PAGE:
Each NPS Mellon Humanities Postdoctoral Fellow will complete work in four areas. Fellows will (1) perform project-based research; (2) share research results; (3) produce and substantially contribute to interpretive and educational products; and (4) pursue career-focused work.

1) Project-Based Research: Throughout the project, the Fellow will work internally with Lake Clark team to host interdisciplinary workshops with natural and cultural resource specialists and interpretive professionals to identify research, resources, communities, current policy on subsistence, and build connections. After initial research efforts on preliminary and sub-topic are established, the Fellow will then conduct research into interpretive topics using multiple sources of information. Information and research opportunities may include oral histories, ethnographic studies, archeological surveys, scientific research papers, Lake Clark publications, and more. Specific research areas may include subsistence practice and policy, modern and traditional Dena’ina foodways, weather and climate of the area within context of plant and life history, salmon fishery, snaring and hunting ways, and more. In tandem with the Lake Clark team, the Fellow will also work with partnering institutions, Tribes and community members for understanding, narratives, traditional context, and for access to research archives.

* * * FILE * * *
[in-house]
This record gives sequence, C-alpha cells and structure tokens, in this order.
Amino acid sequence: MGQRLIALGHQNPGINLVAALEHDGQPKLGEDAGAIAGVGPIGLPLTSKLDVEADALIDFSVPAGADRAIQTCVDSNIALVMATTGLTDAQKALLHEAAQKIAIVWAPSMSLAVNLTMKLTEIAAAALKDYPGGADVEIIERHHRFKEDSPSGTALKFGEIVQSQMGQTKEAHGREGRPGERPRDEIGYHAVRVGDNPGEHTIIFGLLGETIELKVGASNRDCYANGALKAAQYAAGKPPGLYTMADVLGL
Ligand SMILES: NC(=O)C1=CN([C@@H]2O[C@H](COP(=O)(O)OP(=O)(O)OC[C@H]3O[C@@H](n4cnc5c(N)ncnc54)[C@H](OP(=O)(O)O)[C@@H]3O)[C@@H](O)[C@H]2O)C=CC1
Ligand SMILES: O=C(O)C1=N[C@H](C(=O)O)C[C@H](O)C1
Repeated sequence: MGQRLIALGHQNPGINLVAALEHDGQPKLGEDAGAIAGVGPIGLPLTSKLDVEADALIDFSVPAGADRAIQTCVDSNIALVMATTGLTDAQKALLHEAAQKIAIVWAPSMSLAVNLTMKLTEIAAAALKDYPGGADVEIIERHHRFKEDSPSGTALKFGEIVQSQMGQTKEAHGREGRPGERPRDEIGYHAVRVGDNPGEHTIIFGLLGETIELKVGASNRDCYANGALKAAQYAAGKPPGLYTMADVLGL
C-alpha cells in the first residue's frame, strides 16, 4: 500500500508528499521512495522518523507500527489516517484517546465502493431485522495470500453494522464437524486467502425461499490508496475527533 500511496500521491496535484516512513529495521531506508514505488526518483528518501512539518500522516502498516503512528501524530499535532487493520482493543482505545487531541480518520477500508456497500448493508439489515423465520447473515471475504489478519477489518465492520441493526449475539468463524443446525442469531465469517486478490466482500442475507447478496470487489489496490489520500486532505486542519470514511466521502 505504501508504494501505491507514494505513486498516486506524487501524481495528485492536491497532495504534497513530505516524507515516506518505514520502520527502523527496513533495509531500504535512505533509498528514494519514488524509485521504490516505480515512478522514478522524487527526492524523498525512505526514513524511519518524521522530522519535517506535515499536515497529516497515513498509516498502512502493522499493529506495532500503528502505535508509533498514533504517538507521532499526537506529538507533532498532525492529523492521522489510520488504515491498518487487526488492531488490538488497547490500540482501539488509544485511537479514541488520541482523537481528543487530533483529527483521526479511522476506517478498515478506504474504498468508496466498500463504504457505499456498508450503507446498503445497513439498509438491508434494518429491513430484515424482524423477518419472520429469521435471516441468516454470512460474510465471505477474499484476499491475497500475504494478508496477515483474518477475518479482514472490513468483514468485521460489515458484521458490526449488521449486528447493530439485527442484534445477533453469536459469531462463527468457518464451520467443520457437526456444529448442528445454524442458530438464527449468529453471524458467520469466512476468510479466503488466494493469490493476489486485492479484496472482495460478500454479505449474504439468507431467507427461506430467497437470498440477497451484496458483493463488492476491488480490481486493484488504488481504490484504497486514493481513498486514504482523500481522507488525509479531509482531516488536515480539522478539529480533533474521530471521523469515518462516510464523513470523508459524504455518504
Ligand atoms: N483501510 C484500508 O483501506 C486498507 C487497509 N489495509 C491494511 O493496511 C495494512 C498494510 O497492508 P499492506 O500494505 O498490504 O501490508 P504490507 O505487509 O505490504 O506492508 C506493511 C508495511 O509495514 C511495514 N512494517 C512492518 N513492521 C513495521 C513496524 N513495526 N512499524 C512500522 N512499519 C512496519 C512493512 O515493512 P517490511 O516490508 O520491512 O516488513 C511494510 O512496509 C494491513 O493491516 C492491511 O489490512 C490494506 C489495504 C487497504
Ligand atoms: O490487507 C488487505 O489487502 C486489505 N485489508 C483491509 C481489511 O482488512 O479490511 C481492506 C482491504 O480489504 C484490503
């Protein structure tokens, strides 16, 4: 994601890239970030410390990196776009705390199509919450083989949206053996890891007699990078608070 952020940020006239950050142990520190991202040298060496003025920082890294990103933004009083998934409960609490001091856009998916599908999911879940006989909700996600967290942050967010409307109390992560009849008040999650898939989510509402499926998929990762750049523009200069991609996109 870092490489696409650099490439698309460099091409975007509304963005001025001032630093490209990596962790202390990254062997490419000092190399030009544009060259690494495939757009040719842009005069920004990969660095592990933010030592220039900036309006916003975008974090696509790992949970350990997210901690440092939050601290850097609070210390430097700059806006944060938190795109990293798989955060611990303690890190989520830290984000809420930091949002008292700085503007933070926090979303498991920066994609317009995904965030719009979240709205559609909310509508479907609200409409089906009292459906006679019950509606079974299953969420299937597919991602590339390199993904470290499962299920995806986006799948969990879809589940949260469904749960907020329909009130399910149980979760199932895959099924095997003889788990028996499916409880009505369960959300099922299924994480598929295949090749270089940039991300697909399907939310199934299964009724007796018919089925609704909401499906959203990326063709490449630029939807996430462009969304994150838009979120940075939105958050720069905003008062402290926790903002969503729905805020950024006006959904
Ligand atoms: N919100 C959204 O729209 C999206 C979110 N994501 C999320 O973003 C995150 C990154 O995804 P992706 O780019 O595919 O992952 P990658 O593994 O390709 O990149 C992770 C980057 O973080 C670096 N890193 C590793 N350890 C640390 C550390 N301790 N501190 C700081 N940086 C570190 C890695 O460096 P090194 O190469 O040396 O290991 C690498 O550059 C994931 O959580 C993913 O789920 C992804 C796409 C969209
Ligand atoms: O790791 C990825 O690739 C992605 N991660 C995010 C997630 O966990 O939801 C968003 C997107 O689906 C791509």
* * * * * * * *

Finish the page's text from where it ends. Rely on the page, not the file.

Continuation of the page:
In year two, the Fellow will consult with their mentorship team, as well as other subject matter experts as needed, to propose a project for their second year. This will be conducted in addition to the products and measurables described in description components and outlined above.

2) Sharing Research Results:

Internal: In conjunction with the Lake Clark team, the Fellow will develop and host interdisciplinary workshops with cultural resource specialists and interpretive professionals regarding best practices and sources for researching subsistence, traditional ways of living, and food culture. During the Fellow’s time at Lake Clark, they will participate in the park’s annual training as appropriate, and present on their research topic for new-to-Lake Clark employees.

External: The Fellow will also host an in-person keynote on the research at Lake Clark’s contact station in Port Alsworth and/or at the Anchorage Alaska Public Lands Information Center for the public. The Fellow may also participate virtual speaker series, community outreach opportunities, and other non-personal services which may include creating content for use in media products which may include social media, website, articles, columns, and more.